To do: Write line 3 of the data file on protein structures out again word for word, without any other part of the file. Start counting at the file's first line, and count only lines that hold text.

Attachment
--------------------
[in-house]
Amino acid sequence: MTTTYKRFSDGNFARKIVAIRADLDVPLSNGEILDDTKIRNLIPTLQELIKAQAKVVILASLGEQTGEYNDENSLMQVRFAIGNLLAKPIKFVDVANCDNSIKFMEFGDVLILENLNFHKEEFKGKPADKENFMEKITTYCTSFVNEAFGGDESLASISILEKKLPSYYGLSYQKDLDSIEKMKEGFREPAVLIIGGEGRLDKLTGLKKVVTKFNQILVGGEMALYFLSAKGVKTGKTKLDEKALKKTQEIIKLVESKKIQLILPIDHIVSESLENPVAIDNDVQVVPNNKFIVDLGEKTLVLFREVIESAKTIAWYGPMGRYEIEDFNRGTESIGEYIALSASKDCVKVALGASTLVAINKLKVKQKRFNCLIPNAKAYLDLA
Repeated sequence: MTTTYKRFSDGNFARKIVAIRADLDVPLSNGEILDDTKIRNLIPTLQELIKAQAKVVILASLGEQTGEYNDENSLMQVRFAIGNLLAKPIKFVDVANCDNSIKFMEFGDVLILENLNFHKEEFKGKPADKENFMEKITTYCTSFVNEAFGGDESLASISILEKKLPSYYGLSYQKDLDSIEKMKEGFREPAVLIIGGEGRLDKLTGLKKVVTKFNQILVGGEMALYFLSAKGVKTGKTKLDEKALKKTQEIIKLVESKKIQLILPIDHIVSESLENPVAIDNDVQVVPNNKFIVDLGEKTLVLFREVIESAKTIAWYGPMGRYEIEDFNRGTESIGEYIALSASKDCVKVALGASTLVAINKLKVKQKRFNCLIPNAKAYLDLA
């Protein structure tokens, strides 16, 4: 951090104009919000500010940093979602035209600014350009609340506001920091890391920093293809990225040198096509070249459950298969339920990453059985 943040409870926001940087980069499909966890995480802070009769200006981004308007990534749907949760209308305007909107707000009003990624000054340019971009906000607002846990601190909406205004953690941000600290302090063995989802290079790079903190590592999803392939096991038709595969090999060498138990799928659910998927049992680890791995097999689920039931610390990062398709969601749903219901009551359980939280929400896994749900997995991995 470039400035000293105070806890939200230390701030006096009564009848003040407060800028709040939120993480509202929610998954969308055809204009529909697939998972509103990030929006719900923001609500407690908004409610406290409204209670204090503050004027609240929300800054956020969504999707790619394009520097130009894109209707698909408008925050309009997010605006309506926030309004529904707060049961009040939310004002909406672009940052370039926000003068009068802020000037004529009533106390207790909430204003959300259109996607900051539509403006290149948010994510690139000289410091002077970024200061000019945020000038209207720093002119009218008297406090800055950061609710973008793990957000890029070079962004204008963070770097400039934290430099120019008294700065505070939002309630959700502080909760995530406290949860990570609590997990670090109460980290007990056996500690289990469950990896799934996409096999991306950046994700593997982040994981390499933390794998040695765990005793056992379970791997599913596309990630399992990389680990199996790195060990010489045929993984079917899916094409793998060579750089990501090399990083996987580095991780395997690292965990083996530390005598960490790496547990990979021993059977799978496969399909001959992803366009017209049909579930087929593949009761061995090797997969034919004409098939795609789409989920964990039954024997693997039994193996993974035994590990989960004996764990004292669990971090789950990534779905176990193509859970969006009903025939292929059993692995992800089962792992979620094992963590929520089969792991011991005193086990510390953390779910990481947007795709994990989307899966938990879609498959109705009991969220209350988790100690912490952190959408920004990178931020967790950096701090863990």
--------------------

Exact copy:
Repeated sequence: MTTTYKRFSDGNFARKIVAIRADLDVPLSNGEILDDTKIRNLIPTLQELIKAQAKVVILASLGEQTGEYNDENSLMQVRFAIGNLLAKPIKFVDVANCDNSIKFMEFGDVLILENLNFHKEEFKGKPADKENFMEKITTYCTSFVNEAFGGDESLASISILEKKLPSYYGLSYQKDLDSIEKMKEGFREPAVLIIGGEGRLDKLTGLKKVVTKFNQILVGGEMALYFLSAKGVKTGKTKLDEKALKKTQEIIKLVESKKIQLILPIDHIVSESLENPVAIDNDVQVVPNNKFIVDLGEKTLVLFREVIESAKTIAWYGPMGRYEIEDFNRGTESIGEYIALSASKDCVKVALGASTLVAINKLKVKQKRFNCLIPNAKAYLDLA